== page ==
By Oakley Brooks
Photos by Teresa Meier
Vijay Patel found Hood River’s Columbia Gorge Hotel grounds clogged with limbs and the gardens going to seed when he first looked over the place with the intent to buy in February 2009. Billed as the “Waldorf of the West” when timber baron Simon Benson built it in 1921 and immediately frequented by Jazz Age film stars Rudolph Valentino and Clara Bow, the stucco villa had been neglected for years. Put up for sale in a foreclosure auction later in 2009, there were no bids, but Patel was busy rounding up an investment group to buy the place. And despite receiving an ominous omen when a water-damaged ceiling collapsed on the day he was scheduled to close in November 2009, he went ahead and paid titleholder ShoreBank Pacific $4.6 million. He was the proud owner of a white elephant. “I love the challenge of turning around dumps,” he says.
But Patel also realized his elephant sat on one of premier tourist properties in all of the Gorge, high on the rim overlooking the Columbia River, with commanding views of Mount Adams and Mount Hood, and room to expand. “There’s so much we can do,” he says.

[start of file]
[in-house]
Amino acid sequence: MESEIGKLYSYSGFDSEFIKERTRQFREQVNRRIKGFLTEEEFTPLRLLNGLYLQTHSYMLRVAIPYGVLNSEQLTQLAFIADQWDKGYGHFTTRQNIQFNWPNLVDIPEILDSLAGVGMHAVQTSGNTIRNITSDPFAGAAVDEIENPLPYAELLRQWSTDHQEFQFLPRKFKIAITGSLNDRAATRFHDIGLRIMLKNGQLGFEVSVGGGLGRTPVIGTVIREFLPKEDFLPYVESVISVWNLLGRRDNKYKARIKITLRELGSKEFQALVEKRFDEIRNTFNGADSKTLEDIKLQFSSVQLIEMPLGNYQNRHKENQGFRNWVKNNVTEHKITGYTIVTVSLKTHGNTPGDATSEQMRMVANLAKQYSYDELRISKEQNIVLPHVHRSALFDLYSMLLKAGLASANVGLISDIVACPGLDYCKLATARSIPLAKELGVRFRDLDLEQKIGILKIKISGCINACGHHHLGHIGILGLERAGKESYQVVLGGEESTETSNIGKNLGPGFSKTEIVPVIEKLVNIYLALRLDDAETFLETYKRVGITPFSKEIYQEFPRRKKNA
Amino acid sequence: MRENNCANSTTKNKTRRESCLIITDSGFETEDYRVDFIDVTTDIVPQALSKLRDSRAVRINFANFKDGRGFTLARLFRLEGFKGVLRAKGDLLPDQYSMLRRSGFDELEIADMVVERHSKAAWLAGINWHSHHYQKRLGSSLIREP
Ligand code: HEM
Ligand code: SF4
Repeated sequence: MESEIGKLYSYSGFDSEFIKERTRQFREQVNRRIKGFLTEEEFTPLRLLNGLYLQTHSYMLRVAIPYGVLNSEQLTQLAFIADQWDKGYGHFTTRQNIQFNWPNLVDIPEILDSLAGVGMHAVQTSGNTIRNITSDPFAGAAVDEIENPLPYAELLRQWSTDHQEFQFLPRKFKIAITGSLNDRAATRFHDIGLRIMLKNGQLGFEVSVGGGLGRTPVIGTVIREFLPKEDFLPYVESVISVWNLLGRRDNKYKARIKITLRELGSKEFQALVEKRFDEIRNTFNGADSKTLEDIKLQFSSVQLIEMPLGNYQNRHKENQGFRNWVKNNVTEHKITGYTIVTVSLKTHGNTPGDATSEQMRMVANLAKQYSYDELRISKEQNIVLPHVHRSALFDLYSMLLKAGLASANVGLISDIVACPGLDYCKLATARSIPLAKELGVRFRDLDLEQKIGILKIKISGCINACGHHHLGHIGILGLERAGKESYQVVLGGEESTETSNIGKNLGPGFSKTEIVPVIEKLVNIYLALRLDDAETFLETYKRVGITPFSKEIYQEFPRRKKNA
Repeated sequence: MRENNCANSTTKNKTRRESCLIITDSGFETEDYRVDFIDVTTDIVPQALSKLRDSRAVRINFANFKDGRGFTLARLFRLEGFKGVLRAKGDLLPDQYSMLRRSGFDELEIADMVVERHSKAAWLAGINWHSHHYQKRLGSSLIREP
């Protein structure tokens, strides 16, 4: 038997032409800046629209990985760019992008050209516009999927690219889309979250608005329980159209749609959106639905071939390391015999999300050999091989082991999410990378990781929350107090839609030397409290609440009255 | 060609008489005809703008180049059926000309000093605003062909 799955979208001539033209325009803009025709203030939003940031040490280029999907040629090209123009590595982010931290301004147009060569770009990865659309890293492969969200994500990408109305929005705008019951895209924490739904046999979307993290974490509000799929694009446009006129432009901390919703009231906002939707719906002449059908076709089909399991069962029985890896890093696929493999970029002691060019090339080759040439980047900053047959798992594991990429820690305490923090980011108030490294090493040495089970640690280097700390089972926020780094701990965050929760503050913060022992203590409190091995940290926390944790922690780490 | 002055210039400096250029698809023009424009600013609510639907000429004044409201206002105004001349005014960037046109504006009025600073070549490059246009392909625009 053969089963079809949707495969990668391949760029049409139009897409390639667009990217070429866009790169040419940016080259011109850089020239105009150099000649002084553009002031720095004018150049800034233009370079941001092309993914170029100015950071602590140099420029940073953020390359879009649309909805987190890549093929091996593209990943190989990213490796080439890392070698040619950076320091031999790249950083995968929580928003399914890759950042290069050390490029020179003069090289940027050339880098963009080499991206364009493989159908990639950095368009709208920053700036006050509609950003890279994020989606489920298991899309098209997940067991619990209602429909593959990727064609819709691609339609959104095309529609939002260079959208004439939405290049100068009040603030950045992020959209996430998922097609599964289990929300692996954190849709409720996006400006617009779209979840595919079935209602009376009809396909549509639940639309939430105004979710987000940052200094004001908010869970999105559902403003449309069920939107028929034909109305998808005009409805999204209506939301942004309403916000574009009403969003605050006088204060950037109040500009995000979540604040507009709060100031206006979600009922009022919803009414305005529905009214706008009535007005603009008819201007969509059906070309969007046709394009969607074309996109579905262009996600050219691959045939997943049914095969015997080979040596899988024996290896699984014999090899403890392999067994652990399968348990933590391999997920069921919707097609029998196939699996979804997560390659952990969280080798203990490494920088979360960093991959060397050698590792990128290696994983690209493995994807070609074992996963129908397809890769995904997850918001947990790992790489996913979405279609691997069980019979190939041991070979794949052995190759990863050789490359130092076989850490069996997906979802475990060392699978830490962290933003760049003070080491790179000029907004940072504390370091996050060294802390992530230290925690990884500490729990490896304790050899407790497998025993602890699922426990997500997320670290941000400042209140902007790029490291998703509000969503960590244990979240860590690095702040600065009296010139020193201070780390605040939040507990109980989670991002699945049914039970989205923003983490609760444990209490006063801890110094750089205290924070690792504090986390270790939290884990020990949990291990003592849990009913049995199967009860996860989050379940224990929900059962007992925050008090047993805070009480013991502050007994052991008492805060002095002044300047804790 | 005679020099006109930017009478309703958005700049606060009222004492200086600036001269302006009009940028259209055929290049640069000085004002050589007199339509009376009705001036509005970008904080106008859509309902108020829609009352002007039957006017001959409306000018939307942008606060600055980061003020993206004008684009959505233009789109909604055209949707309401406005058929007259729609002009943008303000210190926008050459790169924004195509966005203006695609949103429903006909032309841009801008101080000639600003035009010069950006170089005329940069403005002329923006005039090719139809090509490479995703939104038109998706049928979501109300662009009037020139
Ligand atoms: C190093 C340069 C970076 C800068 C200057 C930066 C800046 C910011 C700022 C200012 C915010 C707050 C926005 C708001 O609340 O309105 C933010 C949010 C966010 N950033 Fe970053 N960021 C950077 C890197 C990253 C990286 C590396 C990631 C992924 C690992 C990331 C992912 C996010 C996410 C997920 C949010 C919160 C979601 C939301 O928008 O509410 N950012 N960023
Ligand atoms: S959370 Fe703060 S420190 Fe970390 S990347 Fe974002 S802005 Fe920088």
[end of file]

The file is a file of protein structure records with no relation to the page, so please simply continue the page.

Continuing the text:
Born in Uganda, educated in his grandparents’ native India, and a Londoner for a decade and a half, Patel, 55, is inflected by Britain, right down to his natty tweed coat and gentle manners. After moving to Klamath Falls to manage a family-owned business in 1994 and then striking out on his own to found A1 Hospitality, he has performed some extensive hotel makeovers in Northeast Oregon and the Tri-Cities area. In Pendleton, he stripped an Economy Inn down to the studs in 2007 and rehabbed it into an America’s Best Value Inn and a downtown anchor. But in his portfolio of six franchise hotels, there’s nothing that approaches the prestige — however diminished — of the Columbia Gorge Hotel. “We really wanted to take a step forward and get involved with a boutique or historical property,” he says.
|A-1 Hospitality Group|
|President: Vijay Patel|
|Annual revenues: $8 million|
|Fun fact: Patel used a Rotary Club scholarship to motorcycle through Africa for 11 months in 1981.|
The new group repaired extensive portions of the roof underlying the building’s signature terracotta tiles. And Patel turned half of an oversized gift shop into a day spa, a popular spot with the hotel’s most reliable clientele: wedding guests. The staff also refurbished three guest rooms that had been previously used as offices, to push the total room count from 38 to 41.
Patel knows, however, that 41 rooms won’t support the hotel in the long term, even if they’re fetching the peak rate of $280 a night. Repairs and upgrades, which have to meet expensive national historic preservation standards in a listed landmark, are already projected to run more than $500,000, 40% above the original budget.